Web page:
What's happening at the
Friday 18 Aug 2017 | 15:24 | SYDNEY
Friday 18 Aug 2017 | 15:24 | SYDNEY

Murder and mayhem on the Mekong

By

COMMENTS

9 November 2011 17:18

On 6 and 7 October the bodies of 13 Chinese were found floating in the Mekong where it flows past Chiang Rai province in Thailand's north.

The bodies, blindfolded with hands bound and showing bullet wounds, were identified as the crews from two Chinese cargo boats making the journey down the river from southern Yunnan to northern Thailand. Subsequently, the two vessels were reported captured after a gunfight involving the military and, it is now claimed, those who had hijacked the vessels.

Commentary in both Thailand and China immediately linked these events with long-established drug smuggling in the Golden Triangle region, and in particular with the activities of an ethnic Shan warlord, Nor Kham. When the two boats were recovered, they were said to be carrying up to a million amphetamine 'speed' pills. For a period China suspended all cargo traffic traveling down the Mekong and then allowed its resumption with the provision of escorts.

The events are shocking but far from surprising, as smuggling is endemic to the region. When, in 2003, I traveled from Guan Lei in southern Yunnan to Chiang Saen in northern Thailand on a Chinese cargo boat as the only non-Chinese passenger, all passengers were ordered below shortly after leaving Chinese territory while the boat made an unscheduled stop to load and unload cargo, undoubtedly part of a smuggling operation.

As recently as April of this year, passage up and down the Mekong between China and Thailand was briefly suspended because of banditry linked to drugs.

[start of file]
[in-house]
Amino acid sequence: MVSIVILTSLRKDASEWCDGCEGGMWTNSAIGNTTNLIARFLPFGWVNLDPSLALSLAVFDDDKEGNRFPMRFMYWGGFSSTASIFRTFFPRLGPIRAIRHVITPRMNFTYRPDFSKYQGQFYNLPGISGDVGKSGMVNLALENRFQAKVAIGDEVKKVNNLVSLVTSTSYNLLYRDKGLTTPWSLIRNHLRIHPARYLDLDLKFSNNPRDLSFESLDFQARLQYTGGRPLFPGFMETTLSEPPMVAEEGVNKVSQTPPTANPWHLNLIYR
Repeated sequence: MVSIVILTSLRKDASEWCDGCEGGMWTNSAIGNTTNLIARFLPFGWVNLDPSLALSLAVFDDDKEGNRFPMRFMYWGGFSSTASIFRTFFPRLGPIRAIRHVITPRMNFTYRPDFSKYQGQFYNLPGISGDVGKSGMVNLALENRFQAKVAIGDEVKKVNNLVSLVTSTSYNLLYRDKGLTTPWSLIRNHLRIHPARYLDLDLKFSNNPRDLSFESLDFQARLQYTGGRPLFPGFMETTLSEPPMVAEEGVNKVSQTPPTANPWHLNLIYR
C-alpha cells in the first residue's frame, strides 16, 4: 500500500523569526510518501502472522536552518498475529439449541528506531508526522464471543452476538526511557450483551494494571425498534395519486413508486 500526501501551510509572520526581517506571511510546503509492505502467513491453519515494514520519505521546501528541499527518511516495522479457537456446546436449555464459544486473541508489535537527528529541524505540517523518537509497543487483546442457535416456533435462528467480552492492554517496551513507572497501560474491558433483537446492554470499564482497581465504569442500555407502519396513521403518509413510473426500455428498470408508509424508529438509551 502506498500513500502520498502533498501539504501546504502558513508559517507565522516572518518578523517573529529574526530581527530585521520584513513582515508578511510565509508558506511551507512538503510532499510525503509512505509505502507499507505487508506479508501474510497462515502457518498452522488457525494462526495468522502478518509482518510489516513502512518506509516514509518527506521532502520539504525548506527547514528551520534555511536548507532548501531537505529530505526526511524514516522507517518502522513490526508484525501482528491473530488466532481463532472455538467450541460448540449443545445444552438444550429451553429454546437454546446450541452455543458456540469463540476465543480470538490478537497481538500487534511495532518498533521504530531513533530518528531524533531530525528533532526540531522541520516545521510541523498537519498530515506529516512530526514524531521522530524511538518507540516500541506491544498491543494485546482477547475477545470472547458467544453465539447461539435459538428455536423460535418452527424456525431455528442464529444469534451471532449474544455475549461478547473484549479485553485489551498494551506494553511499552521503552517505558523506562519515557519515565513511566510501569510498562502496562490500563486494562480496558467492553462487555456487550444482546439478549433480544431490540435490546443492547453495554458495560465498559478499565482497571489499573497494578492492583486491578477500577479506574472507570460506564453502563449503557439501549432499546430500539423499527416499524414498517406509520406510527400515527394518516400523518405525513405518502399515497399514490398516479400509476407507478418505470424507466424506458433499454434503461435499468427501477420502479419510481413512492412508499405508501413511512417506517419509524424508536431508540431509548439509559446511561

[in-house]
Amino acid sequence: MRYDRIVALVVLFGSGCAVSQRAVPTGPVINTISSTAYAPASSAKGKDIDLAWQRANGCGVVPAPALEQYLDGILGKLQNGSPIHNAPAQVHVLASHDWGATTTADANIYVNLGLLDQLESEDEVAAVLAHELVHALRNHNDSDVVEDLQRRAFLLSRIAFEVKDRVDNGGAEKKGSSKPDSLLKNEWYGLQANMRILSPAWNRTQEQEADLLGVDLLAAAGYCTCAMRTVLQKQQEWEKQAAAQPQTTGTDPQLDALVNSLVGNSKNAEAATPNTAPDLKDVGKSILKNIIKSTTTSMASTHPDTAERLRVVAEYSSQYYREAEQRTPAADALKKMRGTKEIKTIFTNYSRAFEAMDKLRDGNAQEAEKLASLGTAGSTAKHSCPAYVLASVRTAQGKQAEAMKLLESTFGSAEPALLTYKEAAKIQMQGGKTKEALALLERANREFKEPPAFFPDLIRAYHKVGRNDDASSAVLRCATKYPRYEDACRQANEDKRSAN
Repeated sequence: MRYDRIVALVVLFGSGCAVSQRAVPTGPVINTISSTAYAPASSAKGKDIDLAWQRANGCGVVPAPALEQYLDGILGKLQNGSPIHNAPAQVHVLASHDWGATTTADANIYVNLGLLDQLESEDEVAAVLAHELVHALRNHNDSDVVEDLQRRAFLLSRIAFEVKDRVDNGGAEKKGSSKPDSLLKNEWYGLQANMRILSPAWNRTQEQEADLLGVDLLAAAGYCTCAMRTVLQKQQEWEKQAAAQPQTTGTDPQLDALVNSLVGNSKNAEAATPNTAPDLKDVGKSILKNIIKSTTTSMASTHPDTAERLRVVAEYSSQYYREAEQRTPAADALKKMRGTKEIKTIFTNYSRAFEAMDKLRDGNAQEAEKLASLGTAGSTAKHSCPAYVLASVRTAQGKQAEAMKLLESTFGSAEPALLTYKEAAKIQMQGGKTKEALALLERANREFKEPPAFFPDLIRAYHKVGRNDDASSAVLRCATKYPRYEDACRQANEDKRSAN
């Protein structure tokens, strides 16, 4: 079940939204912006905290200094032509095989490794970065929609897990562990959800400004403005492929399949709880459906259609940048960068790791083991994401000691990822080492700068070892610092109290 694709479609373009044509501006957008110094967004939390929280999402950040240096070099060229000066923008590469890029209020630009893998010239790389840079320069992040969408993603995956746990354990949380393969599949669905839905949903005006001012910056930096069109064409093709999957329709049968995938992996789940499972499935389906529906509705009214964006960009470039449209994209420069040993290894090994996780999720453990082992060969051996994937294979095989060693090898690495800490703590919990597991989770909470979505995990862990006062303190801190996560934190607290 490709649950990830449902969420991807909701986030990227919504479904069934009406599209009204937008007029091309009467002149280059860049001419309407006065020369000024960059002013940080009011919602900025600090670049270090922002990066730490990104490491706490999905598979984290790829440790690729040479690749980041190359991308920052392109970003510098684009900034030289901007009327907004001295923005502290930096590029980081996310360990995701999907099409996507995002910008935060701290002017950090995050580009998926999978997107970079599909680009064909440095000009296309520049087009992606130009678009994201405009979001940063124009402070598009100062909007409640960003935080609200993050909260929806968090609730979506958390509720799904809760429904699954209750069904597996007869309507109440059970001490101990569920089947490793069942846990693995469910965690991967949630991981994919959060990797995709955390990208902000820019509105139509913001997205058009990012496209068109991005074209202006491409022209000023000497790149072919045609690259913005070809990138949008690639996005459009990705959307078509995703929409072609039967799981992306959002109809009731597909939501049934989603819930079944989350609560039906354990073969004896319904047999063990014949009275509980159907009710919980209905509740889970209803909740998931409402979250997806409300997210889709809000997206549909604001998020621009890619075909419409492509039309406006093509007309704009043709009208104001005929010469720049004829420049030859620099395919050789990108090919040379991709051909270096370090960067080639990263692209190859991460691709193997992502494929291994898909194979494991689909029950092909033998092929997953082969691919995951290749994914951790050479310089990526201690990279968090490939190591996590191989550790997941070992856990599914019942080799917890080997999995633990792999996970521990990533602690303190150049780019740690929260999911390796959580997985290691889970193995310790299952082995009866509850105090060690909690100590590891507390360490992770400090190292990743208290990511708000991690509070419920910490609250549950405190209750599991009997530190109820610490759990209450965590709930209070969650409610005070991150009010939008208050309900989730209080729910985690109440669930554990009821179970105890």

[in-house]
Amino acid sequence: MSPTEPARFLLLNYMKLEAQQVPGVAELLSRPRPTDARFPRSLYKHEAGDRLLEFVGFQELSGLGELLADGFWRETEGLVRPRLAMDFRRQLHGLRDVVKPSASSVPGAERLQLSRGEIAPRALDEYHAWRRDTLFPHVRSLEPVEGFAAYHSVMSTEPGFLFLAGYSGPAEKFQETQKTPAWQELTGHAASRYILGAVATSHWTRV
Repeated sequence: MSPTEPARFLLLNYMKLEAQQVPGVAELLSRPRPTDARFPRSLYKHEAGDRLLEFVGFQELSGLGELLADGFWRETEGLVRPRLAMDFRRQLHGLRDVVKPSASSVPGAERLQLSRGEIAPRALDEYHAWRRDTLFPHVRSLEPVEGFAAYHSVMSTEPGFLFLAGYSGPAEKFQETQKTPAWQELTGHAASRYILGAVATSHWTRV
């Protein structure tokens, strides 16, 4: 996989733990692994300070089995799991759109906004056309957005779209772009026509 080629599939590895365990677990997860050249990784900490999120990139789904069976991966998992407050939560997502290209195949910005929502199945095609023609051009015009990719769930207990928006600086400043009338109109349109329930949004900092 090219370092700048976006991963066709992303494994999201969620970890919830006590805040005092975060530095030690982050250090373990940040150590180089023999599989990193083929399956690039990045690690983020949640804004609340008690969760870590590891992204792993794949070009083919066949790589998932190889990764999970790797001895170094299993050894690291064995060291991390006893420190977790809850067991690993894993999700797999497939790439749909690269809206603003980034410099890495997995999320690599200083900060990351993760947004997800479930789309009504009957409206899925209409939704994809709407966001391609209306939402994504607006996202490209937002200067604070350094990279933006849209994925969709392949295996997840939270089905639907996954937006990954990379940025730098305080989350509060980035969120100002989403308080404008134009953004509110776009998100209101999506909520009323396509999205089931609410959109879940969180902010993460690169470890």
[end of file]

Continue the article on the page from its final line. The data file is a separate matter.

What is surprising is the latest reported developments in this story. On Friday 28 October, nine members of the Thai military Pha Muang force responsible for security of the border region handed themselves in to the authorities in Chiang Rai province. They claim they were not responsible for killing the Chinese, but they have been charged with murder and tampering with evidence.

Thai officials have denied any government connection with the alleged actions of the nine men, and Chinese officials have stressed their belief than none of the crew members had any connection with drug running. Meanwhile, Burmese, Chinese and Thai officials have met to review security on the Mekong.

Perhaps all that can be said for the moment is that these events underline the extent to which the Golden Triangle (a region and not a fixed point as Thai tourists operators would have visitors believe), through which the Mekong flows, remains a lawless area linked to drug production, nowadays as much involving amphetamines as the more traditional heroin.

Photo by Flickr user fredalix.

You may also be interested in...